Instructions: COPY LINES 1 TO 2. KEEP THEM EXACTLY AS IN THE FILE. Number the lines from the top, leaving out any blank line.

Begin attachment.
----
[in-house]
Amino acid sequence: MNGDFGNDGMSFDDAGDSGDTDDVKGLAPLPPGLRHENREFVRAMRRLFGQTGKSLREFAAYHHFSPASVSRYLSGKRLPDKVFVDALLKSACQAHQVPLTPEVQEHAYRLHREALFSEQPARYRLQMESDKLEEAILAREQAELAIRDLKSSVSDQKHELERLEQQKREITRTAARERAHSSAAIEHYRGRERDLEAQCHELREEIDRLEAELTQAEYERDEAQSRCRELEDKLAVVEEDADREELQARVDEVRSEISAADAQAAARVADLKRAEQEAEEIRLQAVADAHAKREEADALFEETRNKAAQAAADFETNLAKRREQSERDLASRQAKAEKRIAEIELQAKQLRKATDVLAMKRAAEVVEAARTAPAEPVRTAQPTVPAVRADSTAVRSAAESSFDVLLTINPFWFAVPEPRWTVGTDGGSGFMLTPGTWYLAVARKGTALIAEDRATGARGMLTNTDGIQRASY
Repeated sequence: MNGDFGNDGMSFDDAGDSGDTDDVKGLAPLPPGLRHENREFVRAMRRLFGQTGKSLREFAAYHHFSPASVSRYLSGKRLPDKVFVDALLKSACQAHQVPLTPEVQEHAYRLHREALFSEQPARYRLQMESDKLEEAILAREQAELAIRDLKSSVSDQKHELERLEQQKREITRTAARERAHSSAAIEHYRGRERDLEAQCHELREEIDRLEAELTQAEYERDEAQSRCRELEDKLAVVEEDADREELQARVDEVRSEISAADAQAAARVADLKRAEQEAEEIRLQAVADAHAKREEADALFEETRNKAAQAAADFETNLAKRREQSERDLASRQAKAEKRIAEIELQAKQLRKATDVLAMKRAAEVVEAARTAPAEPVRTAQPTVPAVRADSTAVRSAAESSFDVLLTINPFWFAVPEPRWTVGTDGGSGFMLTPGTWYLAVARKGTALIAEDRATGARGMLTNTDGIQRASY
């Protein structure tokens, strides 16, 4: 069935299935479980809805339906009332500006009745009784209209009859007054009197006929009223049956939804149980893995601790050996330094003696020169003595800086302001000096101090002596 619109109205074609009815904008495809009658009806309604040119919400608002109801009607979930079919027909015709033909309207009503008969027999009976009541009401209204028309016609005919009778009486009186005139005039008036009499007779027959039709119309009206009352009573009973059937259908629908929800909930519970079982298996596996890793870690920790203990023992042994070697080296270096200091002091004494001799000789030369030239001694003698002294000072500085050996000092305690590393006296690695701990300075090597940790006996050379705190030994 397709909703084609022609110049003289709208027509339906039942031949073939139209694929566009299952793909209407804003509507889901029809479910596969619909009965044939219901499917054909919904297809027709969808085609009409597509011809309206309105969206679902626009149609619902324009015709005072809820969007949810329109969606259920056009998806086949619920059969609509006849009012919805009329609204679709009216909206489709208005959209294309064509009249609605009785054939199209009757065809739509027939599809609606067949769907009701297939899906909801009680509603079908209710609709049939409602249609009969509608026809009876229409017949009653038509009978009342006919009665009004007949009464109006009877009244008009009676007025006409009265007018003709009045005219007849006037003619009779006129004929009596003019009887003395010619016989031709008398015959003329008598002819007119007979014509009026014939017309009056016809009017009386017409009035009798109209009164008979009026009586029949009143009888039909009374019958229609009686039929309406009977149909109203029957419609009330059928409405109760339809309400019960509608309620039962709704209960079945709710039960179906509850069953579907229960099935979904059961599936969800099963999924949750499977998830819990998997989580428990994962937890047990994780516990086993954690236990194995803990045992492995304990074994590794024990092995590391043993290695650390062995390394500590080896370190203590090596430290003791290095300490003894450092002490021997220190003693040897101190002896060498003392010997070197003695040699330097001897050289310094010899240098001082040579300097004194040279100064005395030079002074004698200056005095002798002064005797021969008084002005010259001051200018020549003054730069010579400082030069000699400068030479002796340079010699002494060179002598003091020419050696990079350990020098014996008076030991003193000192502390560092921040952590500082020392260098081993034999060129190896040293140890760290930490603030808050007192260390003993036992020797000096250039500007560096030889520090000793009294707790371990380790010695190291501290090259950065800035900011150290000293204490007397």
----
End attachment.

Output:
[in-house]
Amino acid sequence: MNGDFGNDGMSFDDAGDSGDTDDVKGLAPLPPGLRHENREFVRAMRRLFGQTGKSLREFAAYHHFSPASVSRYLSGKRLPDKVFVDALLKSACQAHQVPLTPEVQEHAYRLHREALFSEQPARYRLQMESDKLEEAILAREQAELAIRDLKSSVSDQKHELERLEQQKREITRTAARERAHSSAAIEHYRGRERDLEAQCHELREEIDRLEAELTQAEYERDEAQSRCRELEDKLAVVEEDADREELQARVDEVRSEISAADAQAAARVADLKRAEQEAEEIRLQAVADAHAKREEADALFEETRNKAAQAAADFETNLAKRREQSERDLASRQAKAEKRIAEIELQAKQLRKATDVLAMKRAAEVVEAARTAPAEPVRTAQPTVPAVRADSTAVRSAAESSFDVLLTINPFWFAVPEPRWTVGTDGGSGFMLTPGTWYLAVARKGTALIAEDRATGARGMLTNTDGIQRASY